I wanted so desperately for things to be different with Gareth. I wanted him to be my Mr Big – well, who wouldn’t? From the start I felt as if I was fighting against the inevitability of more heartache. We met several times a week in the beginning. I’d always have to go to his house – getting him to do any more dinner or coffee dates was now out of the question. There’d be little conversation in the car. Once we were in bed, I could get that connection with him again. The sex was always gorgeous. Out of bed it was like we didn’t know each other.
After a few months I started sending him messages online to try and get him to open up a bit, because I didn’t have the guts to do it when we were together. His replies were always vague and non-committal. Eventually I began to get the impression that he didn’t like me very much. So I’d swear off him, attempt to date other men who might be more deserving of my affection, but after a while I’d always go back to him. I couldn’t get enough of him. The more he distanced himself from me the more I wanted him.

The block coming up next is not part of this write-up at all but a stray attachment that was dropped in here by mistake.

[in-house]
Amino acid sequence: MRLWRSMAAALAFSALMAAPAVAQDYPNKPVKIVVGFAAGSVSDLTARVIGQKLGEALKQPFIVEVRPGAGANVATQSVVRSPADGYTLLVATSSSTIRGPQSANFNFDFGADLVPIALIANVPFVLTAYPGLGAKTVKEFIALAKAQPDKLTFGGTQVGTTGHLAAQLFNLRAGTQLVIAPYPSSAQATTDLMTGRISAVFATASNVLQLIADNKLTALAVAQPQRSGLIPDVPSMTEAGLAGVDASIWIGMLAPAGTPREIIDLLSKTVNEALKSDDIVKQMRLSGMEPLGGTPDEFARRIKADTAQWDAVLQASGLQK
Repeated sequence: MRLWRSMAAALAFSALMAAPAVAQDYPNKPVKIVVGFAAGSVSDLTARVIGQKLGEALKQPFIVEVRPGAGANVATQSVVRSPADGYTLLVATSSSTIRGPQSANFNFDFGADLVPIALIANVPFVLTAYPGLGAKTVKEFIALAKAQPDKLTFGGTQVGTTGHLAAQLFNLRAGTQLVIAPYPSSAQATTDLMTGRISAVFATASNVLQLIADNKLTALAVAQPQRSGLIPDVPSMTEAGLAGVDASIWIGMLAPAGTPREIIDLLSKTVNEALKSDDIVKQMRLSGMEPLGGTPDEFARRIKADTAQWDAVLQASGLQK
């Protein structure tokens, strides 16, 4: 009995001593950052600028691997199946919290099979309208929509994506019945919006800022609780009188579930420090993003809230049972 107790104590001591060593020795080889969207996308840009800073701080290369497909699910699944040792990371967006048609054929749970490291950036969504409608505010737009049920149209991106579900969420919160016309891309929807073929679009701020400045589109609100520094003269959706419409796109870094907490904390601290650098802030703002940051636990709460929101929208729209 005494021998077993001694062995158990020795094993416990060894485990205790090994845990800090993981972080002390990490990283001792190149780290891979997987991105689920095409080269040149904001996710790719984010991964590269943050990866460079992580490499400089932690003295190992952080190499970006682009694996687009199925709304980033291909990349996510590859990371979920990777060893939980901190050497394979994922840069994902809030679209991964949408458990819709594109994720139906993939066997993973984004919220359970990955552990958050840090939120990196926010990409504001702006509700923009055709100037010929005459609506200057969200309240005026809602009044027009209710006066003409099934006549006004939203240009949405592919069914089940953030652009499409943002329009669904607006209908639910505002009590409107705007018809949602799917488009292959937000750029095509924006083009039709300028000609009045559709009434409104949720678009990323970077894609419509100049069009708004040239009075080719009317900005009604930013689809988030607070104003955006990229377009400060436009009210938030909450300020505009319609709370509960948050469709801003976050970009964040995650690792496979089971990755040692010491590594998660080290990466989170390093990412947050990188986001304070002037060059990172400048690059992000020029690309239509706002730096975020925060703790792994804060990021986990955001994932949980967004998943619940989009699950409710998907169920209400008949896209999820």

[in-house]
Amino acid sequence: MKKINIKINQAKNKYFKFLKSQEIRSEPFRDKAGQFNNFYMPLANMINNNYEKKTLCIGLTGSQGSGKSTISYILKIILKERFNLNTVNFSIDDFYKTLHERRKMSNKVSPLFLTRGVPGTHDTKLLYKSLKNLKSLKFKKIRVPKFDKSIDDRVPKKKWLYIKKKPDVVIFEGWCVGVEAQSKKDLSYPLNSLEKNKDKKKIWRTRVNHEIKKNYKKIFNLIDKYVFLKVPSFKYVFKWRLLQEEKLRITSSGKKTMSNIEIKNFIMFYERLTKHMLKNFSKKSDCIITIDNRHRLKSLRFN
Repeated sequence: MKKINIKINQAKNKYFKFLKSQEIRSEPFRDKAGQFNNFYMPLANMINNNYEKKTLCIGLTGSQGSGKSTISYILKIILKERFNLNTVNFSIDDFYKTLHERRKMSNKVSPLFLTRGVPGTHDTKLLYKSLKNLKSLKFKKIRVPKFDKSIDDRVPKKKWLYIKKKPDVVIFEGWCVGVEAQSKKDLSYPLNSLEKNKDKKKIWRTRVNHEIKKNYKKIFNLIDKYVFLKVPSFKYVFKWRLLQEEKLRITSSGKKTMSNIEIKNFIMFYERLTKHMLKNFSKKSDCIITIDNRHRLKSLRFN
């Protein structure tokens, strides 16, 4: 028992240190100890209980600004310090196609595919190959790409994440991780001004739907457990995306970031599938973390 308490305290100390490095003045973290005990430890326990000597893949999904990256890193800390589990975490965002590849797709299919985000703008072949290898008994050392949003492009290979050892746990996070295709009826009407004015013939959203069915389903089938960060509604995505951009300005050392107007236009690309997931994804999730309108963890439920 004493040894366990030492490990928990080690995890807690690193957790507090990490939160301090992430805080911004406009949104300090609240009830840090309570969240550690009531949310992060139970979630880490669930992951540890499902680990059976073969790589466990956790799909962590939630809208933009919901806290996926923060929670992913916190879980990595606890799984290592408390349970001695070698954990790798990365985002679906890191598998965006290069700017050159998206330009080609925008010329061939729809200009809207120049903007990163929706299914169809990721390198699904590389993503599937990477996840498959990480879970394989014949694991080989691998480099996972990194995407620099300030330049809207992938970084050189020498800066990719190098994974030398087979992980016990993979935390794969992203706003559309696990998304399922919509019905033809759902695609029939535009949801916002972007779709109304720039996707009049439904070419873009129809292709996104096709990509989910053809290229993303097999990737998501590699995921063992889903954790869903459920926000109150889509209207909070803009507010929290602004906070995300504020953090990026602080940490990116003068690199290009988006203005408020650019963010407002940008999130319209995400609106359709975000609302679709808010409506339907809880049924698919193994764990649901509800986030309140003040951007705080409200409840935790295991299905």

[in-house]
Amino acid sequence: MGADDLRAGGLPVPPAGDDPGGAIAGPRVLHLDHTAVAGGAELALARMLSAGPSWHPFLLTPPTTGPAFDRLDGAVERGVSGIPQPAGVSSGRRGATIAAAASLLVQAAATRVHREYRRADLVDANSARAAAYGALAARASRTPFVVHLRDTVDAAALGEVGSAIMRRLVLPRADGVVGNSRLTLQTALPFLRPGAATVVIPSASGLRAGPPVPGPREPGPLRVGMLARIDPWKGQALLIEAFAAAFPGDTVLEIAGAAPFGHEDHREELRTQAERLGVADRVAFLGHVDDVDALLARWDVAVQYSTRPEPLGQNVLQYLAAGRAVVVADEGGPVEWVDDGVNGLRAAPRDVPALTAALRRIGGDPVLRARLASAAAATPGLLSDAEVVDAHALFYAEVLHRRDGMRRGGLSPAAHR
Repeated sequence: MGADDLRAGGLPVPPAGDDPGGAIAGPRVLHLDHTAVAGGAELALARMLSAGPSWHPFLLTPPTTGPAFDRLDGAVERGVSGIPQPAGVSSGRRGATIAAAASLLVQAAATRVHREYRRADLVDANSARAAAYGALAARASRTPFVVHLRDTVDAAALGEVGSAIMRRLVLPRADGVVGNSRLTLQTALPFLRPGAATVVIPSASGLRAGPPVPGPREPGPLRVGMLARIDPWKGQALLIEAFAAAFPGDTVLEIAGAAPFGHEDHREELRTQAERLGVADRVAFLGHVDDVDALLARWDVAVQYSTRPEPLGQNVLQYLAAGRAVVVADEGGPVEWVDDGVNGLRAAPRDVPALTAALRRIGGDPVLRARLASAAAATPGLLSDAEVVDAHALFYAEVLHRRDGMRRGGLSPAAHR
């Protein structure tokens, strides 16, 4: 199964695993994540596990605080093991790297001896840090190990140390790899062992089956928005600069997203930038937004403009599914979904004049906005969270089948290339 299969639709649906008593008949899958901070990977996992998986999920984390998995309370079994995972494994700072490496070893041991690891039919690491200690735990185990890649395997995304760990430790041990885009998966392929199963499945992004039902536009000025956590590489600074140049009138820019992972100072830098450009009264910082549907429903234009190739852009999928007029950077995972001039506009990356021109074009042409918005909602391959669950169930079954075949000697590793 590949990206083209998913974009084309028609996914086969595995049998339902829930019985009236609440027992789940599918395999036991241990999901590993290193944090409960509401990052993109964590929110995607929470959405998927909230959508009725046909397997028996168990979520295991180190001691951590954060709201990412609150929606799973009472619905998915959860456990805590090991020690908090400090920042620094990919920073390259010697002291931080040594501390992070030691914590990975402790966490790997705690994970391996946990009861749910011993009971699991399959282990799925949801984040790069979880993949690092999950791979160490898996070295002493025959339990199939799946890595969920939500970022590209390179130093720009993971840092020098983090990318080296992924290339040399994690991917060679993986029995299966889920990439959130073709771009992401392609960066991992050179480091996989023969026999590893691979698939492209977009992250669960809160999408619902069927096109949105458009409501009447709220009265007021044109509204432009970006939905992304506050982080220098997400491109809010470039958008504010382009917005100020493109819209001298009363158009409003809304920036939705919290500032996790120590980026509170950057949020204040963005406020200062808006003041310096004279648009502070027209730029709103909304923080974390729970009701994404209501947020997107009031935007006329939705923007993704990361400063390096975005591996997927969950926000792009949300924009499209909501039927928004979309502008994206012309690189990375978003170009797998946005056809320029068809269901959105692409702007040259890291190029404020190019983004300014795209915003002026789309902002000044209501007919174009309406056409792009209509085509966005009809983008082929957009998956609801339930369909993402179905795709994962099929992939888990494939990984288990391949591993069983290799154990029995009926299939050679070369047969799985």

This carried on for about two years. At the time I was happy to call it my longest ever relationship; now I can see little about it that matches the definition of a relationship. The last time I saw him, he wanted to meet at one of the gay saunas in London because his house was being done up and everything was in a bit of a mess. I might have hoped he’d see it as an opportunity to do something romantic in London – go for a meal like in the old times, or go to the cinema, but I was to have no such luck. I had long since stopped visiting saunas by then: there was something not right about them. In recovery from alcoholism it didn’t feel very spiritual spending my time in such places. I agreed to go with Gareth nevertheless, because I still was willing to catch any crumbs he might throw at me.